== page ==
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Grandmothers, Daughters, and Cats

Updated on September 7, 2015

...the daughter in question...

Lorelei Rose
Lorelei Rose

"Lorelei, please don't touch that!" CRASH!!!

The tall, lean, brown cat lays in half and in pieces, its white, porcelain insides exposed. A cat that is older than me. A gift from my Grandfather to my Grandmother, given to her on their honeymoon in Mexico. A cat that is the only thing I wanted after my Grandmother passed away.

A regal looking feline with long, slender legs that curve into a seated position. A delicately arched back that leads to a sweetly tilted head that holds mischievous eyes. A cat that I had propped against a door, a beautiful doorstop in a dangerous world of babies and toddlers. I had the cat there because I couldn't bare to put it away and out of sight. I loved seeing it throughout my day, reminding me of my Grandma. When I think about it, it's actually remarkable that it's lasted this long without damage. Every other day my daughter ignored it, walked or ran or skipped past it without a second glance.

When the cat broke I rushed over to keep the girls from harm, head down so the tears spilling from my eyes wouldn't be noticed and cause more distress than was already apparent in my two and a half year olds face. As soon as my husband arrived on the scene I relinquished the shards and the children to his care, and excused myself to change my clothes.

I hadn't even made it halfway up the stairs when the first sob escaped me. From there I cried until I couldn't breath, perched at the end of my bed, hands covering my face, shoulders trembling and heaving with my efforts. Visions of my Grandmother laughing, cigarette in hand, spring to mind. Grandma always giving me sips of her fancy cocktail when we are out to eat, even though I'm not twenty one yet and my Mom shoots her dissaproving looks. Grandma sharing her delicious chocolates with me and telling me stories about "when she was my age..." Grandma seeing my tattoo for the first time and saying, "I thought it'd be bigger, it's quite attractive." The memories last only a few, precious seconds before I think of that night. That night I shot straight up in bed, pulled from a deep sleep, and a wave of sadness and freedom washed over me. Not five minutes later my aunt Betty called to tell me Grandma had died.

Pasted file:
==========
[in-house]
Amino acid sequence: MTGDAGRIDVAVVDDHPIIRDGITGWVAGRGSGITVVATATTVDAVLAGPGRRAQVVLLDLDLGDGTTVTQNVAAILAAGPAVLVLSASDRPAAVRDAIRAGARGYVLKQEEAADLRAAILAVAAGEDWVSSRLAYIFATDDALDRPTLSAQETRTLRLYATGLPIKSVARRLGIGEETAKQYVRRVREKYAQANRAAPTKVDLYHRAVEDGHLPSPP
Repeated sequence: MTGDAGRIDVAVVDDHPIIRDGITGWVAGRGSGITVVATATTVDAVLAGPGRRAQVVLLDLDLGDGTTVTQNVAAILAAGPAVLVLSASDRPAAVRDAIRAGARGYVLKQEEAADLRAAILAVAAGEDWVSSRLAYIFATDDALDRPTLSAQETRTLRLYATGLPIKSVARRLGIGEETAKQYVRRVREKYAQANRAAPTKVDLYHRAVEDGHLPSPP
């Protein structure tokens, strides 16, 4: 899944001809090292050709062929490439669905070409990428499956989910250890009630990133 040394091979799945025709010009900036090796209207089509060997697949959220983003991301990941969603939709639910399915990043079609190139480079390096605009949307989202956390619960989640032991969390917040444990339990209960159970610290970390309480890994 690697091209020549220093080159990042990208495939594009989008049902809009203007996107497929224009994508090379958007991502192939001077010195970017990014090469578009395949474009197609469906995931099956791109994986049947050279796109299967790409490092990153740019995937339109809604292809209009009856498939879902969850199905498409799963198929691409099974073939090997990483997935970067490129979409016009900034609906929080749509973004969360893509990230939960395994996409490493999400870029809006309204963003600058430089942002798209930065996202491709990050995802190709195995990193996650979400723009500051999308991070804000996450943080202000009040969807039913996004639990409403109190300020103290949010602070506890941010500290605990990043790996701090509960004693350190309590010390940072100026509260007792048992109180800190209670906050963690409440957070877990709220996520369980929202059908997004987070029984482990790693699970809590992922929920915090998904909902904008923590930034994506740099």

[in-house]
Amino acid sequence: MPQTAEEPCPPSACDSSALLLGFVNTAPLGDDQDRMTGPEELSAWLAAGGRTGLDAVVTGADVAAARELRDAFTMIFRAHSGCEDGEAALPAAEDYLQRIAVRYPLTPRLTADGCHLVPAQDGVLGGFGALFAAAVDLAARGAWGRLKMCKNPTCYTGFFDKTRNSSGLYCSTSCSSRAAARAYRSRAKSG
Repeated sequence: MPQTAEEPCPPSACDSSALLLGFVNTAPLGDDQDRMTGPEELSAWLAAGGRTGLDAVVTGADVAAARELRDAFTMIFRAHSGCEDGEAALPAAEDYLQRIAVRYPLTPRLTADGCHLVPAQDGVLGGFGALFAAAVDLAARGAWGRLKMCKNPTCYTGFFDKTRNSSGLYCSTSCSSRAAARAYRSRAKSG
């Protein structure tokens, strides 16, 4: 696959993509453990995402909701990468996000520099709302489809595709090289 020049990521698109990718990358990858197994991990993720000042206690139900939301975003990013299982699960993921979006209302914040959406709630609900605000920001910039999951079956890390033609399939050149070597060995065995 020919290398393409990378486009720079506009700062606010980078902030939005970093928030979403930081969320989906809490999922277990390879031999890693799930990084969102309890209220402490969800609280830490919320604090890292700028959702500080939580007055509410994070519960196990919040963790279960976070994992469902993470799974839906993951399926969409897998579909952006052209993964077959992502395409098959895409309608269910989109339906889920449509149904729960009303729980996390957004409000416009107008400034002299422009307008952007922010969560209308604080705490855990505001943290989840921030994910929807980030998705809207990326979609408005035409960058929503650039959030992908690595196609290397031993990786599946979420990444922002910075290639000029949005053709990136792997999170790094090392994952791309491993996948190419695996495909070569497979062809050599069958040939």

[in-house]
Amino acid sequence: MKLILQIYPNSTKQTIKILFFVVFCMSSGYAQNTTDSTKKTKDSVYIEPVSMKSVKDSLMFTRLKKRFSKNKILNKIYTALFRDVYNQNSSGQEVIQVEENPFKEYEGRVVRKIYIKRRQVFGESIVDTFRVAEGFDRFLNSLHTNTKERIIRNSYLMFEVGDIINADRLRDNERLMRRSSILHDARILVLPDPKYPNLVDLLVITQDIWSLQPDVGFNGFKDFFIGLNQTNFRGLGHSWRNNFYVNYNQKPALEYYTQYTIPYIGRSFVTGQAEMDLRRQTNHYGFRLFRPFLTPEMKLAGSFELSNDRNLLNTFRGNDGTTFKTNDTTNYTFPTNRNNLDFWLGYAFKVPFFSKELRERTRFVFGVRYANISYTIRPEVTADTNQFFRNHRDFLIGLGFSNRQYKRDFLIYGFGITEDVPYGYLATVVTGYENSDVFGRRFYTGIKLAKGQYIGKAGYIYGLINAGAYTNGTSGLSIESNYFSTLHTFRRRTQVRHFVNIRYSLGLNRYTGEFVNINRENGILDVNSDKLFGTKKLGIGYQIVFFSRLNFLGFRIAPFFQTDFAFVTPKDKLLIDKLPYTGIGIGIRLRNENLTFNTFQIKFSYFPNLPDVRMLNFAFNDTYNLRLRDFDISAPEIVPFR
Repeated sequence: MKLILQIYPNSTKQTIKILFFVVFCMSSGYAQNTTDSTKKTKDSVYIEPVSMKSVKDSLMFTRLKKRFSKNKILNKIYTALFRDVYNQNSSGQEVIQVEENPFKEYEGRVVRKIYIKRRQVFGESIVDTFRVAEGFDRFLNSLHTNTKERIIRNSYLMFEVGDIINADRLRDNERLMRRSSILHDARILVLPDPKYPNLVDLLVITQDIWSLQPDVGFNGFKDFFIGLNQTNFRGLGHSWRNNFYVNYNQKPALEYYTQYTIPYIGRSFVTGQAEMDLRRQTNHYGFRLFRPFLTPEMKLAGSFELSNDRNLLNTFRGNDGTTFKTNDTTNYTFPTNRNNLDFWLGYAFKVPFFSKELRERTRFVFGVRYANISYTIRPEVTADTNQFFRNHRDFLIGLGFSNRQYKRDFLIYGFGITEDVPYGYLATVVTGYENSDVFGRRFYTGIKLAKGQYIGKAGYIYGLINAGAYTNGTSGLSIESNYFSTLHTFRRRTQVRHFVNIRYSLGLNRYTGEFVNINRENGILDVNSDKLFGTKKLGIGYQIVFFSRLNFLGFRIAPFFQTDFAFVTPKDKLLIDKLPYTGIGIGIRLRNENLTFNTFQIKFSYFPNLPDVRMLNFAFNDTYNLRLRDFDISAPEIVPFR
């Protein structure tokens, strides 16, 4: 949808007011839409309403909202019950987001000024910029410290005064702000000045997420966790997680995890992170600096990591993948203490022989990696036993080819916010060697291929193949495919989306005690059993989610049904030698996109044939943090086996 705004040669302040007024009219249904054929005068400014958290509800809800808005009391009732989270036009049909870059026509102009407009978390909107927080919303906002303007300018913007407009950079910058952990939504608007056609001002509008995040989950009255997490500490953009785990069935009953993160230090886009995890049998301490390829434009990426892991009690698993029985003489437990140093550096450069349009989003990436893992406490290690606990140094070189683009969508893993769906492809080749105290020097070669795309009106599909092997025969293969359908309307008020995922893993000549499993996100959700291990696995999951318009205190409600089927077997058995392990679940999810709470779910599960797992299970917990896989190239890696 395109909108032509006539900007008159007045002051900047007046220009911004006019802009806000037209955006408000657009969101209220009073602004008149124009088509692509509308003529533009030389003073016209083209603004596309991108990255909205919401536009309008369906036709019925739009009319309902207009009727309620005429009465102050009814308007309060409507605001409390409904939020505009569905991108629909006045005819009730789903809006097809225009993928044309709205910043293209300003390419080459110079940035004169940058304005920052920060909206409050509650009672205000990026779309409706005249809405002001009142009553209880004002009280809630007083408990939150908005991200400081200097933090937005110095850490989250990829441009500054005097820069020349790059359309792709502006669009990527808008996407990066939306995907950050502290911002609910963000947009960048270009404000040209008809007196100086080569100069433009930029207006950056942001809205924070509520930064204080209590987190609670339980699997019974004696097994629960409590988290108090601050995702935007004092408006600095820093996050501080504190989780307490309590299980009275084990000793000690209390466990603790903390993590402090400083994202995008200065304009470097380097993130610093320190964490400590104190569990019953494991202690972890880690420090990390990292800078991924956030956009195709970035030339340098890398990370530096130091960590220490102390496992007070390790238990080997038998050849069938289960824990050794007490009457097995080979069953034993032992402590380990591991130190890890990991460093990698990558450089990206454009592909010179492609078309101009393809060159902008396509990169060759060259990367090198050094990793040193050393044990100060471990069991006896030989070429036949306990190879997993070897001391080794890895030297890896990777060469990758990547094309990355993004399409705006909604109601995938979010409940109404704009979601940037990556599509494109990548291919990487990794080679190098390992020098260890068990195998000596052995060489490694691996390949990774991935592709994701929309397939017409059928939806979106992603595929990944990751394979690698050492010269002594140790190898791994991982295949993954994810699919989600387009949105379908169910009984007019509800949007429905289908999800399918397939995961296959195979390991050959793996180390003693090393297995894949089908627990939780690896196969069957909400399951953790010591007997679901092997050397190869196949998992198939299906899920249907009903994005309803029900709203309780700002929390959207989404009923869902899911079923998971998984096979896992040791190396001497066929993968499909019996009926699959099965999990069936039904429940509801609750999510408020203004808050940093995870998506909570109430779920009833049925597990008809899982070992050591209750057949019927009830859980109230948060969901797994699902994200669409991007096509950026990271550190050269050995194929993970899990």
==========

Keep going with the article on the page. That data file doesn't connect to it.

The cat was my tangible memory of Grandma, and now, at my daughters hands, it is broken. I should not be mad about it. The ruin was not intentional, and a toddler can hardly grasp the damage done by the destruction of a chunk of ceramic. But I let the anger wash over me anyway. Anger at my daughter for not listening when I told her not to touch! Anger at myself for putting the cat in such a precarious place. Anger at the cat for being so fragile! Anger at my Grandmother for dying before she got to meet her great-grandaughter who reminds me of Gram on a regular basis...who just broke the cat. My tears turn hot with anger that stem in that moment and from days long past. I let the madness simmer in me for a short time before taking a deep, cleansing breath. I hold it in and imagine the feelings of frustration and sorrow and fury and longing invading that breath. I hold it in as long as I can, and then I let it go.

This doesn't solve the problem. The cat is still destroyed and I do not instantly feel fine from some imagined breath. But I do feel a little better, and sometimes all we need is that small bit of OK to know we will find our way back to good.

My husband tries to put the cat back together for me, it's a Humpty Dumpty, heartfelt effort and I love him for it, but the poor porcelain cat looks like a hot mess. Now the cat proudly sits in a corner of my bedroom, away from the reach of tiny hands, and reminds me of the hot mess I am on any given day...And the love that brought me to where I am today, and keeps me together through the worst of times.

Grandma's high school picture



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      Charles 21 months ago

      May her memory be a blessing.